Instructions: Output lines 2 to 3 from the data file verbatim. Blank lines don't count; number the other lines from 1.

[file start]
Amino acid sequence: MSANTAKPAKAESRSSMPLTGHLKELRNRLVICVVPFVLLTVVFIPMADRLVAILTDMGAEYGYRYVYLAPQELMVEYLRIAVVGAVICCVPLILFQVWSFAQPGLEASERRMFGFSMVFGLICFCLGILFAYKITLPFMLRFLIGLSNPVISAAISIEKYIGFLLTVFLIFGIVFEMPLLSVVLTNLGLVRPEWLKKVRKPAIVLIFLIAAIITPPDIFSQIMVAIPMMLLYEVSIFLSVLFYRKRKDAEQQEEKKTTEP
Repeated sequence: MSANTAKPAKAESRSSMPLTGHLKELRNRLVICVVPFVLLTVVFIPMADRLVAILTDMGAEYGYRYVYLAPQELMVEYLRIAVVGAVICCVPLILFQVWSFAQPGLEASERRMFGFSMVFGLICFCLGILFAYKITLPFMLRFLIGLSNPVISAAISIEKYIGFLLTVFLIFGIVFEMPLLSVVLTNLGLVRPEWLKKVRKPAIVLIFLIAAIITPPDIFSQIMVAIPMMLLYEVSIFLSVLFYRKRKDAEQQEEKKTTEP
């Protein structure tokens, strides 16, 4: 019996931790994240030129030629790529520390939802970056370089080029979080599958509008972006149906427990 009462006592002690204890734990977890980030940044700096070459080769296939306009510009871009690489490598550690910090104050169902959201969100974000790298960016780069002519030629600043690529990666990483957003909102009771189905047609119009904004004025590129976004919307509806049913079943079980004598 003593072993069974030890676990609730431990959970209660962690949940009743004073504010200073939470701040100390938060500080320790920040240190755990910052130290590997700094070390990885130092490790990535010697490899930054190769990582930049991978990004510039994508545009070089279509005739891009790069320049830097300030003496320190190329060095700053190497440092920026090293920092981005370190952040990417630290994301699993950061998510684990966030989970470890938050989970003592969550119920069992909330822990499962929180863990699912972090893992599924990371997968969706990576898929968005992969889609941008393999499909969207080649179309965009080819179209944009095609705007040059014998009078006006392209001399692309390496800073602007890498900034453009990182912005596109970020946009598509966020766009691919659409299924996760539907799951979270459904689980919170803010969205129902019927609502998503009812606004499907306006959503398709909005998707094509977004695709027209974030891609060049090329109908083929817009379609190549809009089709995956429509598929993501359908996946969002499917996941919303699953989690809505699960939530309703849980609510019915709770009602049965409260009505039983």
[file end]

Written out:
Repeated sequence: MSANTAKPAKAESRSSMPLTGHLKELRNRLVICVVPFVLLTVVFIPMADRLVAILTDMGAEYGYRYVYLAPQELMVEYLRIAVVGAVICCVPLILFQVWSFAQPGLEASERRMFGFSMVFGLICFCLGILFAYKITLPFMLRFLIGLSNPVISAAISIEKYIGFLLTVFLIFGIVFEMPLLSVVLTNLGLVRPEWLKKVRKPAIVLIFLIAAIITPPDIFSQIMVAIPMMLLYEVSIFLSVLFYRKRKDAEQQEEKKTTEP
């Protein structure tokens, strides 16, 4: 019996931790994240030129030629790529520390939802970056370089080029979080599958509008972006149906427990 009462006592002690204890734990977890980030940044700096070459080769296939306009510009871009690489490598550690910090104050169902959201969100974000790298960016780069002519030629600043690529990666990483957003909102009771189905047609119009904004004025590129976004919307509806049913079943079980004598 003593072993069974030890676990609730431990959970209660962690949940009743004073504010200073939470701040100390938060500080320790920040240190755990910052130290590997700094070390990885130092490790990535010697490899930054190769990582930049991978990004510039994508545009070089279509005739891009790069320049830097300030003496320190190329060095700053190497440092920026090293920092981005370190952040990417630290994301699993950061998510684990966030989970470890938050989970003592969550119920069992909330822990499962929180863990699912972090893992599924990371997968969706990576898929968005992969889609941008393999499909969207080649179309965009080819179209944009095609705007040059014998009078006006392209001399692309390496800073602007890498900034453009990182912005596109970020946009598509966020766009691919659409299924996760539907799951979270459904689980919170803010969205129902019927609502998503009812606004499907306006959503398709909005998707094509977004695709027209974030891609060049090329109908083929817009379609190549809009089709995956429509598929993501359908996946969002499917996941919303699953989690809505699960939530309703849980609510019915709770009602049965409260009505039983």